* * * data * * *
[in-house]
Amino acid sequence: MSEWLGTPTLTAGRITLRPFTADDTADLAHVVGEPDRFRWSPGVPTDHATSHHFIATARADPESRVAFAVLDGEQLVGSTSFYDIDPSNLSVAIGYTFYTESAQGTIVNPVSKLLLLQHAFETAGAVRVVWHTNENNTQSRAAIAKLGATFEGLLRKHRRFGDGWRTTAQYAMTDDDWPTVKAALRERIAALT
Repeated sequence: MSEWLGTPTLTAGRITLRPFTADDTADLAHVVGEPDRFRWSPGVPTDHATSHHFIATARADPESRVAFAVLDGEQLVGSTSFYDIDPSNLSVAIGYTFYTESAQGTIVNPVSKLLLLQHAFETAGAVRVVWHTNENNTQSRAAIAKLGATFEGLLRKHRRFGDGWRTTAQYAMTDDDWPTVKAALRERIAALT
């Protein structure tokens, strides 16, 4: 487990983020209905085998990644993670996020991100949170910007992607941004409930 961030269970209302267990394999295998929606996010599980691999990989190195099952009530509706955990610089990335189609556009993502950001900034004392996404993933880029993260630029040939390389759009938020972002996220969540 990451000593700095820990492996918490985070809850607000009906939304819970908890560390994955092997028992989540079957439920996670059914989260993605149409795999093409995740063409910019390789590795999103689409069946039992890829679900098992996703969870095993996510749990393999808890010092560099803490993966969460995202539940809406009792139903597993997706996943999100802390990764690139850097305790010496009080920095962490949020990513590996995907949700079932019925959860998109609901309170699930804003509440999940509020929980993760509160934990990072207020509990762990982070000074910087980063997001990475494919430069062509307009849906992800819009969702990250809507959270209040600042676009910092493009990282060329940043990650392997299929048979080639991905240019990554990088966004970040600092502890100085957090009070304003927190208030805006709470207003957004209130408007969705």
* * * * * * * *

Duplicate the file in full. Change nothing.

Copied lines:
[in-house]
Amino acid sequence: MSEWLGTPTLTAGRITLRPFTADDTADLAHVVGEPDRFRWSPGVPTDHATSHHFIATARADPESRVAFAVLDGEQLVGSTSFYDIDPSNLSVAIGYTFYTESAQGTIVNPVSKLLLLQHAFETAGAVRVVWHTNENNTQSRAAIAKLGATFEGLLRKHRRFGDGWRTTAQYAMTDDDWPTVKAALRERIAALT
Repeated sequence: MSEWLGTPTLTAGRITLRPFTADDTADLAHVVGEPDRFRWSPGVPTDHATSHHFIATARADPESRVAFAVLDGEQLVGSTSFYDIDPSNLSVAIGYTFYTESAQGTIVNPVSKLLLLQHAFETAGAVRVVWHTNENNTQSRAAIAKLGATFEGLLRKHRRFGDGWRTTAQYAMTDDDWPTVKAALRERIAALT
């Protein structure tokens, strides 16, 4: 487990983020209905085998990644993670996020991100949170910007992607941004409930 961030269970209302267990394999295998929606996010599980691999990989190195099952009530509706955990610089990335189609556009993502950001900034004392996404993933880029993260630029040939390389759009938020972002996220969540 990451000593700095820990492996918490985070809850607000009906939304819970908890560390994955092997028992989540079957439920996670059914989260993605149409795999093409995740063409910019390789590795999103689409069946039992890829679900098992996703969870095993996510749990393999808890010092560099803490993966969460995202539940809406009792139903597993997706996943999100802390990764690139850097305790010496009080920095962490949020990513590996995907949700079932019925959860998109609901309170699930804003509440999940509020929980993760509160934990990072207020509990762990982070000074910087980063997001990475494919430069062509307009849906992800819009969702990250809507959270209040600042676009910092493009990282060329940043990650392997299929048979080639991905240019990554990088966004970040600092502890100085957090009070304003927190208030805006709470207003957004209130408007969705």